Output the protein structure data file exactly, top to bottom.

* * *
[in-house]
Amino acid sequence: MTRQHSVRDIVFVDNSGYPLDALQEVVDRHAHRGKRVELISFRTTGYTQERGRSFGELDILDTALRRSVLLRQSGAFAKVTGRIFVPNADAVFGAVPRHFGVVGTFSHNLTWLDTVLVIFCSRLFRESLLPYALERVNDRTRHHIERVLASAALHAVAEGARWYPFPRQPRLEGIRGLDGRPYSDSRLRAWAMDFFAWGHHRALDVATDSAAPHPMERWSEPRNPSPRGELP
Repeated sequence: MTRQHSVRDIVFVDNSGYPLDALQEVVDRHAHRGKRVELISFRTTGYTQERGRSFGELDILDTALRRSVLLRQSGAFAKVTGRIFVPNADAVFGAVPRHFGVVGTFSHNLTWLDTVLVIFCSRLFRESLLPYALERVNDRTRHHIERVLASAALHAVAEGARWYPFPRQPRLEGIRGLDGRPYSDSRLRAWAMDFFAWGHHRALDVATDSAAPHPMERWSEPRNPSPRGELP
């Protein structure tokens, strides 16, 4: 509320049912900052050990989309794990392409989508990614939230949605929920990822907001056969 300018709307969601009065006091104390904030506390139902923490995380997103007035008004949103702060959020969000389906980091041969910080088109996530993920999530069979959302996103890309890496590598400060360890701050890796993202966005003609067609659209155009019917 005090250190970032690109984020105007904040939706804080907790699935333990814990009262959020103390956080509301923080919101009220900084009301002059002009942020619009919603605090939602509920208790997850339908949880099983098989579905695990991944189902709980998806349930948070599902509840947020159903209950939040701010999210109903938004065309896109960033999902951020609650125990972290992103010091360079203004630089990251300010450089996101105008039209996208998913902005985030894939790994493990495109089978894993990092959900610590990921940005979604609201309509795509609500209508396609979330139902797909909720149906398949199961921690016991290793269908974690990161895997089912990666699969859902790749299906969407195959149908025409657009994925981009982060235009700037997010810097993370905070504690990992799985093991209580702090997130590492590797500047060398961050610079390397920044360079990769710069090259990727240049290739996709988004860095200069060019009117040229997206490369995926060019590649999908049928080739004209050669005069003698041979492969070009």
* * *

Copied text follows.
[in-house]
Amino acid sequence: MTRQHSVRDIVFVDNSGYPLDALQEVVDRHAHRGKRVELISFRTTGYTQERGRSFGELDILDTALRRSVLLRQSGAFAKVTGRIFVPNADAVFGAVPRHFGVVGTFSHNLTWLDTVLVIFCSRLFRESLLPYALERVNDRTRHHIERVLASAALHAVAEGARWYPFPRQPRLEGIRGLDGRPYSDSRLRAWAMDFFAWGHHRALDVATDSAAPHPMERWSEPRNPSPRGELP
Repeated sequence: MTRQHSVRDIVFVDNSGYPLDALQEVVDRHAHRGKRVELISFRTTGYTQERGRSFGELDILDTALRRSVLLRQSGAFAKVTGRIFVPNADAVFGAVPRHFGVVGTFSHNLTWLDTVLVIFCSRLFRESLLPYALERVNDRTRHHIERVLASAALHAVAEGARWYPFPRQPRLEGIRGLDGRPYSDSRLRAWAMDFFAWGHHRALDVATDSAAPHPMERWSEPRNPSPRGELP
């Protein structure tokens, strides 16, 4: 509320049912900052050990989309794990392409989508990614939230949605929920990822907001056969 300018709307969601009065006091104390904030506390139902923490995380997103007035008004949103702060959020969000389906980091041969910080088109996530993920999530069979959302996103890309890496590598400060360890701050890796993202966005003609067609659209155009019917 005090250190970032690109984020105007904040939706804080907790699935333990814990009262959020103390956080509301923080919101009220900084009301002059002009942020619009919603605090939602509920208790997850339908949880099983098989579905695990991944189902709980998806349930948070599902509840947020159903209950939040701010999210109903938004065309896109960033999902951020609650125990972290992103010091360079203004630089990251300010450089996101105008039209996208998913902005985030894939790994493990495109089978894993990092959900610590990921940005979604609201309509795509609500209508396609979330139902797909909720149906398949199961921690016991290793269908974690990161895997089912990666699969859902790749299906969407195959149908025409657009994925981009982060235009700037997010810097993370905070504690990992799985093991209580702090997130590492590797500047060398961050610079390397920044360079990769710069090259990727240049290739996709988004860095200069060019009117040229997206490369995926060019590649999908049928080739004209050669005069003698041979492969070009």